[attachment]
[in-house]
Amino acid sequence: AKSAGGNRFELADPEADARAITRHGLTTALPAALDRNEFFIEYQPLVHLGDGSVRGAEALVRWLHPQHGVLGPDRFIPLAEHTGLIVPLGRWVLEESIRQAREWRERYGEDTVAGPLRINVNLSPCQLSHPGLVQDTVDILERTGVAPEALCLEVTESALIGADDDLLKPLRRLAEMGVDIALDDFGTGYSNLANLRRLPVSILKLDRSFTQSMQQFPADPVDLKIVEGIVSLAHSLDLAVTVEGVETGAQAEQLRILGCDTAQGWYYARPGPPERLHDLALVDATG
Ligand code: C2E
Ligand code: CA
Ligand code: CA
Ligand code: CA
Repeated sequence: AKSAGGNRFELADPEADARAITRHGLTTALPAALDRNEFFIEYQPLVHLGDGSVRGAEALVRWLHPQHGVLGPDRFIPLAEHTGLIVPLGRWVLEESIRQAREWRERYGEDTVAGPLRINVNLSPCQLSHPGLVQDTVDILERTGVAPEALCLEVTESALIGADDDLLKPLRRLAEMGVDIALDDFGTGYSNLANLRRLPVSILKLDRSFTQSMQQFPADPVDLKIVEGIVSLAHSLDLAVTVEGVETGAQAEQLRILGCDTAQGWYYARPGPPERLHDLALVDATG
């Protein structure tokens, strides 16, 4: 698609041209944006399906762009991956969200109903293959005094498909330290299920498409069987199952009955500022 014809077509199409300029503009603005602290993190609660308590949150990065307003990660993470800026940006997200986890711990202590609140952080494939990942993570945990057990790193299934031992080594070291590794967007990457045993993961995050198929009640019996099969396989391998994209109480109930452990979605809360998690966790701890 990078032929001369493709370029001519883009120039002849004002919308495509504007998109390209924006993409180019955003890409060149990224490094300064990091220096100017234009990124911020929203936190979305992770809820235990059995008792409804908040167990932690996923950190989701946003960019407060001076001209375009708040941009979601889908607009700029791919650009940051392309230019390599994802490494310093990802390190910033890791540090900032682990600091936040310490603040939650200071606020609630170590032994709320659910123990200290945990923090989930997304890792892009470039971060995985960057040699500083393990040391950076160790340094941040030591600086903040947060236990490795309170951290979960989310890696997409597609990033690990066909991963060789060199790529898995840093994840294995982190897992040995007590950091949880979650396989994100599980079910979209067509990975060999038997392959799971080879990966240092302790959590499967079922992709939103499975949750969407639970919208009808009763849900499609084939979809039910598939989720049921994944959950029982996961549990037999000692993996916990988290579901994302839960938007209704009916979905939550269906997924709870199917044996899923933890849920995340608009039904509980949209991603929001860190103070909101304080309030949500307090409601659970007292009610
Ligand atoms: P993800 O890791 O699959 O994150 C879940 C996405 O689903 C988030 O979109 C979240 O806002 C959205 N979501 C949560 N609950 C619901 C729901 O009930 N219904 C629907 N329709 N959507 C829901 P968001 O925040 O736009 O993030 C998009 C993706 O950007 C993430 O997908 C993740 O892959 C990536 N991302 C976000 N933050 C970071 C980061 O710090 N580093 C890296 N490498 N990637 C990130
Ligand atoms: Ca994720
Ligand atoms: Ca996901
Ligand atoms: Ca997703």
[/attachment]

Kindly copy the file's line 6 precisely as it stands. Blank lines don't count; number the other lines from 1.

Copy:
Ligand code: CA